Since he mostly worked on a six-panel grid, Kirby had a lot of room to play around with in his comics, and he took to opening a lot of his stories with a technique I usually refer to as “KirbyScope.” Page one was always a full-page splash, and pages two and three were always a double-page splash, usually of someone or something getting completely wrecked, and OMAC #2 is the best one of all. It was actually the first piece of OMAC that I ever saw, back when I was working at the comic book store and my pal Scott decided I could no longer live my life not knowing about this comic.
Here’s the first page:
Oh, son. You have just made the biggest mistake of your life.
As you might expect, it is a bad idea to tell the One Man Army Corps where he can and cannot go. How bad, you ask? This bad:
There is so much to love about this panel, but the guy shouting “THIS DUDE’S A ONE-MAN ARMY!!” and the poor scrub hanging onto OMAC’s foot are in the running for my favorite things in the history of comics, period.
In case you missed the setup what with all the righteous ass-beating that was being handed down, the premise of the issue is that an entire city has been rented by the “Super-Rich” Mr. Big, which everyone is okay with because his investment means that they don’t have to pay this year’s taxes. Now, I realize that this concept of there being some kind of class of super-rich Americans who control most of the world’s wealth and win over the public by promising they won’t have to pay taxes is a little far-fetched and unbelievable, but what do you want? It’s science fiction.
The twist, though, is that the whole party is just a setup. Mr. Big has thrown this entire shindig for one purpose: Killing OMAC, who’s in town (whether you like it or not) to talk to Brother Eye’s creator, Myron Forrest. Obviously his private security forces aren’t up to the task, so it comes down to these two:
Although they’re disguised as mere partygoers, Pagliacci and La Parka over here are actually two of Mr. Big’s top assassins. They don’t get OMAC, but they do manage to get off a shot that fatally wounds Forrest, another echo of Captain America’s origin. OMAC, meanwhile, is only slightly annoyed and tells them that even a city isn’t a big enough place to hide from him, then walks out while everything in Forrest’s office is vaporized to keep it out of enemy hands.
At this point, we’re ten pages into the story, which is actually moving pretty slowly by Kirby standards. Time to meet the bad guy!
Mr. Big, seen here with a guy that I am almost positive went to work with M. Bison in the ’90s, wants OMAC’s power for his own evil ends, and when his costumed assassins return with the news that they’ve only killed Forrest and not the seven foot-tall Global Peace Agent, he lays down the law on ’em:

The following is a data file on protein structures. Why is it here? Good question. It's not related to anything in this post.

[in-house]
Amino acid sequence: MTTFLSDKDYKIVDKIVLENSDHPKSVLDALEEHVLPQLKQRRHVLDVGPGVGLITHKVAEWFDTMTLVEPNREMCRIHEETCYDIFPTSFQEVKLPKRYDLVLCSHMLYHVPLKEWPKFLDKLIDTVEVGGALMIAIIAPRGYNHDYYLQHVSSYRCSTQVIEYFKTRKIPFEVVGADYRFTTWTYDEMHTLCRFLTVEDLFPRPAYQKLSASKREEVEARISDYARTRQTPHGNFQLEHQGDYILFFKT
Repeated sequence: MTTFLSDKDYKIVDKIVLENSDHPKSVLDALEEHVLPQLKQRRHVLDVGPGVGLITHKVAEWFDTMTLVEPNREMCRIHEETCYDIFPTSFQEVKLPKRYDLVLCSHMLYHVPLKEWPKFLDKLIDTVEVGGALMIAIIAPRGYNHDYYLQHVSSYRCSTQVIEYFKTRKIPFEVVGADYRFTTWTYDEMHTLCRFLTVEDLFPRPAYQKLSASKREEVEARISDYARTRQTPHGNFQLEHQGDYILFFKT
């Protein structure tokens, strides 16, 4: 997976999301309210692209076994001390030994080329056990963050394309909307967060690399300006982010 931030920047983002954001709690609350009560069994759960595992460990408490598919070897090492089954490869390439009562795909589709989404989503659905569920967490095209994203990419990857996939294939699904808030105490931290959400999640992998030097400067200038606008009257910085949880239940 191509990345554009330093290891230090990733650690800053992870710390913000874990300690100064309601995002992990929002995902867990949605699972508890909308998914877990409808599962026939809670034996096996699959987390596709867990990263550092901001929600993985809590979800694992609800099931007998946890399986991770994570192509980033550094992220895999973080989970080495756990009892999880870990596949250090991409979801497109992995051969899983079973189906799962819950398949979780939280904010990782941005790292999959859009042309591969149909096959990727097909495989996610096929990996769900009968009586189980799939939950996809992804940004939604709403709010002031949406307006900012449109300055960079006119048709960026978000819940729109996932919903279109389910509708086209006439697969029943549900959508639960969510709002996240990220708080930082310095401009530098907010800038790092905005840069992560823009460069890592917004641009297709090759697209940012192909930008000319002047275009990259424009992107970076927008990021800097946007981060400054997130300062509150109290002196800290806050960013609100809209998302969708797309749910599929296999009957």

Meanwhile, out on the street, OMAC explodes a hot air balloon by throwing a spear at it.
The balloons prove to be enough of a distraction, though. The two assassins get the jump on OMAC and — after a scene where they inexplicably exclaim “this bird is a juggernaut!” — OMAC is shot dead!
But not really, of course. Once he’s been taken to Mr. Big’s headquarters, some more GPAgents bust in and reveal that he was really just faking, since all of his vital functions are actually remote-controlled from space. Then, just to prove they mean business, Brother Eye vaporizes the two assassins and Mr. Big is hauled in for his attempted murder, proving that no man is so rich that he’s above the law.
And next month? Kirby leaves you on a note that things are actually going to get bigger than a city full of assassins by telling you that OMAC fights ONE HUNDRED THOUSAND FOES.
It’s a crazy little story with a genuine deus-ex-machina (or at least, satellite-ex-orbit) ending, but it’s one of the most pure examples of Kirby’s dynamic style. The panels are bursting with action, the stakes are high, and the desire to see the powerful brought to justice is one that’s always going to be relevant. For all its silliness, there’s a passion to it and a power that comes through beautifully, which is even more amazing when you stop to think that this was a time when the 57 year-old Kirby had just come off a schedule that saw him writing and drawing a complete comic book every two weeks.
In short, it’s everything I love about the guy. The dedication, the skill, the imagination, all of which are often imitated but have yet to be duplicated. That’s why I love it, and why it’s so inspiring even today.